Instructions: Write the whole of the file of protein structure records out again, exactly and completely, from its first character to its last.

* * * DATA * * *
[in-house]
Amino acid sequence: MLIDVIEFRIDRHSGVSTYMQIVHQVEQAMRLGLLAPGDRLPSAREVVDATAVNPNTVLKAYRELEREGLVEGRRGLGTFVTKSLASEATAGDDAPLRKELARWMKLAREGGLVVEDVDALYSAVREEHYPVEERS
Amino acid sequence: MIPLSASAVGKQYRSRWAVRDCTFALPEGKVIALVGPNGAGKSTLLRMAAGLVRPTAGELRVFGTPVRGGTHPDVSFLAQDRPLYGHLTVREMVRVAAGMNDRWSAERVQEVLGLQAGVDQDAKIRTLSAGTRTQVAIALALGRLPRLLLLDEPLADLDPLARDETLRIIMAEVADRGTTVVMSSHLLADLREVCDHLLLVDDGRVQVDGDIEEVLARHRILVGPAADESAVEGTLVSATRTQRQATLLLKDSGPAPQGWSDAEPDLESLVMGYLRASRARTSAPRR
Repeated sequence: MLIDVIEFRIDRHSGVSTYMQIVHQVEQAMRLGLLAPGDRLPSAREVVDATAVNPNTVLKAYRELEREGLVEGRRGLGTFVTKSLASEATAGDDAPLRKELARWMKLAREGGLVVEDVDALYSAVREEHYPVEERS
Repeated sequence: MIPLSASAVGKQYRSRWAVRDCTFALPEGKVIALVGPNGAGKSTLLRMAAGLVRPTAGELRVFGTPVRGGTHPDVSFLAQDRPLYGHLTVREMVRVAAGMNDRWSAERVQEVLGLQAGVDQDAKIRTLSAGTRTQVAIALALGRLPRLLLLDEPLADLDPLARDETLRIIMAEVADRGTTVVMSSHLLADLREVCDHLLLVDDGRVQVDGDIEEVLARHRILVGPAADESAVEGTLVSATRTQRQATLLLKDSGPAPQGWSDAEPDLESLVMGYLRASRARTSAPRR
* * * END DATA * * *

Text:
[in-house]
Amino acid sequence: MLIDVIEFRIDRHSGVSTYMQIVHQVEQAMRLGLLAPGDRLPSAREVVDATAVNPNTVLKAYRELEREGLVEGRRGLGTFVTKSLASEATAGDDAPLRKELARWMKLAREGGLVVEDVDALYSAVREEHYPVEERS
Amino acid sequence: MIPLSASAVGKQYRSRWAVRDCTFALPEGKVIALVGPNGAGKSTLLRMAAGLVRPTAGELRVFGTPVRGGTHPDVSFLAQDRPLYGHLTVREMVRVAAGMNDRWSAERVQEVLGLQAGVDQDAKIRTLSAGTRTQVAIALALGRLPRLLLLDEPLADLDPLARDETLRIIMAEVADRGTTVVMSSHLLADLREVCDHLLLVDDGRVQVDGDIEEVLARHRILVGPAADESAVEGTLVSATRTQRQATLLLKDSGPAPQGWSDAEPDLESLVMGYLRASRARTSAPRR
Repeated sequence: MLIDVIEFRIDRHSGVSTYMQIVHQVEQAMRLGLLAPGDRLPSAREVVDATAVNPNTVLKAYRELEREGLVEGRRGLGTFVTKSLASEATAGDDAPLRKELARWMKLAREGGLVVEDVDALYSAVREEHYPVEERS
Repeated sequence: MIPLSASAVGKQYRSRWAVRDCTFALPEGKVIALVGPNGAGKSTLLRMAAGLVRPTAGELRVFGTPVRGGTHPDVSFLAQDRPLYGHLTVREMVRVAAGMNDRWSAERVQEVLGLQAGVDQDAKIRTLSAGTRTQVAIALALGRLPRLLLLDEPLADLDPLARDETLRIIMAEVADRGTTVVMSSHLLADLREVCDHLLLVDDGRVQVDGDIEEVLARHRILVGPAADESAVEGTLVSATRTQRQATLLLKDSGPAPQGWSDAEPDLESLVMGYLRASRARTSAPRR